by Elizabeth Radisson
Imagine discovering that you were suffering from a headache, though you were not experiencing any headache pain? Sometimes, people who are experience odd unexplained symptoms are found to be afflicted with what is often called a silent migraine. Silent migraines are known by other names such as migraine auras without headache, ocular migraines or painless migraines.
The signs of this atypical headache are similar to those a person may experience at the start of a typical migraine, but they are never joined by headache pain. A silent migraine may be accompanied by visual migraine symptoms, such as seeing flashing lights off to one side, feeling dizzy or experiencing tingling or numbness in their fingers. Sometimes people even have trouble talking, or suffer pain in odd places on their faces. These unusual symptoms are more often found in older women rather then young, and they are even rarer in men.
The main problem with silent migraines is that these symptoms can be incorrectly attributed to other ailments. Without the symptom of headache pain, it is difficult for many health care providers to identify headache as the source of the difficulty.
As an example, many symptoms experienced with painless migraines are similar to typical stroke indicators. Patients have been misdiagnosed because doctors thought the patient suffered a minor stroke. These symptoms can also be attributed to seizures or serious vision problems. It is no surprise, given the symptoms, that doctors look first to these more serious conditions. You should allow your doctor to do whatever tests they feel are necessary to eliminate more serious health issues. They may order a CT scan, an MRI, blood tests and possibly an eye examination. Once these tests are completed, if everything comes back negative it is time to point your health care provider in a different direction.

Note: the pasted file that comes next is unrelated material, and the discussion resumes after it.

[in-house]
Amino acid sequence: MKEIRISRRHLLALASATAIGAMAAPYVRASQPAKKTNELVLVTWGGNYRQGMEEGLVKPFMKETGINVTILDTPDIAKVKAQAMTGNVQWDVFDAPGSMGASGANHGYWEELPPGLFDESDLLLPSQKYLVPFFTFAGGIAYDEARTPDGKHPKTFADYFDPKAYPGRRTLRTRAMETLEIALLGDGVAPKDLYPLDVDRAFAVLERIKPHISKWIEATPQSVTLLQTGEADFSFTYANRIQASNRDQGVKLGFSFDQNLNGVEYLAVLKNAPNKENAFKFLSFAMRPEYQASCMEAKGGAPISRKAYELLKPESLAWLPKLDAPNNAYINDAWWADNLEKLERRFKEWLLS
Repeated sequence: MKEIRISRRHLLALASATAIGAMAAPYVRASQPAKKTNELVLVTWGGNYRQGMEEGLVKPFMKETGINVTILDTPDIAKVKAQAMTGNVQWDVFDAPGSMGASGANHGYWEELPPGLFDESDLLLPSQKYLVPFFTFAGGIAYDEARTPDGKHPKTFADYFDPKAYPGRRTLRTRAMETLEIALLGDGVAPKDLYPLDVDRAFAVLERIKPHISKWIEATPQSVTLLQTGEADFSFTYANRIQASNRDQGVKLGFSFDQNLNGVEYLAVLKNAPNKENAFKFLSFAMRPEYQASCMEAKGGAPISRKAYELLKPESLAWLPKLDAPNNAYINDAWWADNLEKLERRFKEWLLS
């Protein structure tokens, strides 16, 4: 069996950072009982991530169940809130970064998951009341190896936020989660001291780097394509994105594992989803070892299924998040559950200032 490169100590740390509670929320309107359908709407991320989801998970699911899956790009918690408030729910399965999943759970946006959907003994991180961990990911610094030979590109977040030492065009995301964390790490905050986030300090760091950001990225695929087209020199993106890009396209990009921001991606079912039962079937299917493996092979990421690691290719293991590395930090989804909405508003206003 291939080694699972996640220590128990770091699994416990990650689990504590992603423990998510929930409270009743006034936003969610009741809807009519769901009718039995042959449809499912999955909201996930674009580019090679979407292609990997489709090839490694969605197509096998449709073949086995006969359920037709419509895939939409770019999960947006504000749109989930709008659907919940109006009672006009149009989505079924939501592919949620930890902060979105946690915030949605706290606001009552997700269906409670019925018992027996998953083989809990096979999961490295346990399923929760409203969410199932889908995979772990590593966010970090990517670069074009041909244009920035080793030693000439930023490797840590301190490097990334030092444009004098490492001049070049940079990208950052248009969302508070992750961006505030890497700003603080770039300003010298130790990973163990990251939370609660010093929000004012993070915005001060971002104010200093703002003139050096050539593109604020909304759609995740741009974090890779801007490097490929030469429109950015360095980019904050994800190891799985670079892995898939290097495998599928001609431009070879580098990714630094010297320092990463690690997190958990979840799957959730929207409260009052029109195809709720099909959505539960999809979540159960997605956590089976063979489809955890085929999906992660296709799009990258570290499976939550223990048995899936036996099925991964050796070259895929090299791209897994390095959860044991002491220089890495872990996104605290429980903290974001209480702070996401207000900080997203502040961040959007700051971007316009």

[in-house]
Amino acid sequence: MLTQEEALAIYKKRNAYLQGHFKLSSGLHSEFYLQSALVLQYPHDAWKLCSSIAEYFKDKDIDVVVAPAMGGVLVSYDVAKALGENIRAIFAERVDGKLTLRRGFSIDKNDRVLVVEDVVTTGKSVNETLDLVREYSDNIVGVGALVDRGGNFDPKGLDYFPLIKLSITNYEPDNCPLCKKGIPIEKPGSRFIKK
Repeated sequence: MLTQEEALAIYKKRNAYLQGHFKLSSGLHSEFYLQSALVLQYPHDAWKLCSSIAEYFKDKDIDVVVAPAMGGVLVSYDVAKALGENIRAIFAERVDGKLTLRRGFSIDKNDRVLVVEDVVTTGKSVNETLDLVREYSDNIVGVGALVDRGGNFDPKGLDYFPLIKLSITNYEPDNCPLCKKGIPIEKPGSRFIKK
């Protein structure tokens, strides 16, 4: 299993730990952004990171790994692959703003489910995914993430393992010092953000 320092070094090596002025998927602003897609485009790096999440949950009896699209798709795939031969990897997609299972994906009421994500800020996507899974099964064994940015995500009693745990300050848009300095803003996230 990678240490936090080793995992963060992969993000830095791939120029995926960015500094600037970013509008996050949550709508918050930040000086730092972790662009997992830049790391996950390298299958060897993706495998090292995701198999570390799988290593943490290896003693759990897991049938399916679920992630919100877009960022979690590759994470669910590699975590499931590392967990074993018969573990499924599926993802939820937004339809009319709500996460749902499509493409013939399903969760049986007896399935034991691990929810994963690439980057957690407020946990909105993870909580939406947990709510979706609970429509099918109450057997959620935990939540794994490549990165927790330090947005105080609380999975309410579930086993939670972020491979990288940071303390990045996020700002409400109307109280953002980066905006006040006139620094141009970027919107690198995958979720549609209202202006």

The first step in working with your health care provider to identify silent migraines as the cause of your symptoms is to explain your family history. Migraine sufferers typically have immediate family members who also suffer with migraine headaches. Carefully describe your symptoms to your doctor, and show the similarity to those associated with migraines. If you have had multiple episodes , that should also go a long way to convincing them that you are indeed suffering from a painless migraine.
Treatment of silent migraines is generally the same as for regular migraines. The same medications are used, including medications used to try to prevent a migraine from coming once the aura has begun. Injections and nasal sprays are better forms of medication because they provide relief more quickly.
About the Author: Elizabeth Radisson is frequent contributor to http://Headache.OurGoodHealth.org, where you'll find more information about migraine headaches.
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